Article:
Search for lighter, more durable rail bogies

Posted on 12 Feb 2018 and read 375 times
Search for lighter, more durable rail bogiesResearch at the University of Huddersfield ( could lead to new generations of railway vehicles with carbon-fibre frames and key components made using the latest 3-D printing technology.

The investigation of novel materials and manufacturing processes is being carried out by the university’s Institute for Railway Research, which has been awarded funding of almost £300,000 as part of an EU-backed project to develop lighter, more reliable, more comfortable and quieter rolling stock.

IRR director Simon Iwnicki said: “We hope that the result will be a step change in the running gear of rail vehicles. The aim is to explore the potential — and any shortcomings — of new materials.

“The benefits would include a reduction in the weight of bogies, simpler designs and reduced life-cycle costs.”

Run2Rail is the overall title of the new project, and it is an element of the EU’s multi-faceted Shift2Rail programme, which is designed to foster research and innovation in European railways.

The total funding allotted to Run2Rail is 2,732,000 euros, and it has four work packages, shared by leading engineering companies and universities throughout Europe.

The Huddersfield Institute is participating in three of the packages, and it is the lead institution for the project to investigate optimised materials for running gear.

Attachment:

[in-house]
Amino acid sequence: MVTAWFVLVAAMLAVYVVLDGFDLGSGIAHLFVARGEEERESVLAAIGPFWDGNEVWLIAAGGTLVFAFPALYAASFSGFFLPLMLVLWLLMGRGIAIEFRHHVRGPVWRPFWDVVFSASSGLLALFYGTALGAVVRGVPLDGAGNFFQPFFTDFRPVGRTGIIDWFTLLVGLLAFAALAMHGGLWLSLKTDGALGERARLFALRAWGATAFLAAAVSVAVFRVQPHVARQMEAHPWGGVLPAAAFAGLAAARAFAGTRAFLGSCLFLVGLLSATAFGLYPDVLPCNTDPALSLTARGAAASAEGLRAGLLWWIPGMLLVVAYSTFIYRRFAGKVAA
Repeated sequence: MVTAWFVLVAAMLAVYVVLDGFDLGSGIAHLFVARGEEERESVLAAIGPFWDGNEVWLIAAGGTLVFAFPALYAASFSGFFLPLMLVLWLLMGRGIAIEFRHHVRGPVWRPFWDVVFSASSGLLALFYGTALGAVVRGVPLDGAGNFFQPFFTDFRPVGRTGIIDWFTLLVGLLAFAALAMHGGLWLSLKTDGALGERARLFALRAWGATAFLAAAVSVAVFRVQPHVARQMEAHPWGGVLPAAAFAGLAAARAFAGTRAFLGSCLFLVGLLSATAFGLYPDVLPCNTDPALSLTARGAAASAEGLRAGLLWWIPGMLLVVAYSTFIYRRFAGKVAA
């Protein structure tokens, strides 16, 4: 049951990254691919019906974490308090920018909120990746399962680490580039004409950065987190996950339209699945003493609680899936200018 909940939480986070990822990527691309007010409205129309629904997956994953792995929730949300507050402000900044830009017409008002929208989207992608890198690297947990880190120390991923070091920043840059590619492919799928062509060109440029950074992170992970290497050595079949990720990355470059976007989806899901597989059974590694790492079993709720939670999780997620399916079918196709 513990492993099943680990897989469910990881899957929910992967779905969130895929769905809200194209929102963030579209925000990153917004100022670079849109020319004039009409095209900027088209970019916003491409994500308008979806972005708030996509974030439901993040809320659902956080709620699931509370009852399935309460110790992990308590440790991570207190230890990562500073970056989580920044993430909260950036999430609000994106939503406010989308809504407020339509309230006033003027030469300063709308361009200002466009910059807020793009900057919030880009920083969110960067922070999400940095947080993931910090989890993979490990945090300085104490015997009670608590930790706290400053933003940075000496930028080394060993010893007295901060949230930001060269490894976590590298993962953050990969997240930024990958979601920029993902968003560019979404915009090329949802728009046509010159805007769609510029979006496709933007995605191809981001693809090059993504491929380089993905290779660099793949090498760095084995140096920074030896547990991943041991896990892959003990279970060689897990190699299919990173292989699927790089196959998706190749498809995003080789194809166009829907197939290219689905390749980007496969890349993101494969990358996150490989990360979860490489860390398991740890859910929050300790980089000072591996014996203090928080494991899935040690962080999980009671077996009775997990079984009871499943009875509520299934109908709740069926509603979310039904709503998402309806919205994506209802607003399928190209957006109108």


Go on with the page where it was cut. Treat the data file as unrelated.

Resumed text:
Professor Iwnicki said it was the IRR’s expert knowledge of the design of railway bogies and their dynamic behaviour that was being harnessed for the work package.

At an initial meeting in Milan with the partners, it was decided to investigate the use of carbon-fibre composites, which would enable bogie frames to be constructed by robots, layer by layer.

“You can have any number of curves or shapes and therefore build up the shape you actually want, whereas with a steel frame there are only a certain number of shapes you can make,” said Professor Iwnicki.

"Also, carbon fibre is much lighter [than steel], and you can put the material just where you want it, which makes an assembly lighter still.”

Another strand of investigation will be the use of additive manufacturing — or 3-D printing — using lasers and steel powders. This technology is becoming more mature, and components such as axle boxes and brackets for brakes are now ‘candidates’ for this process.

The Run2Rail project is now under way; it is due to be completed by August 2019.

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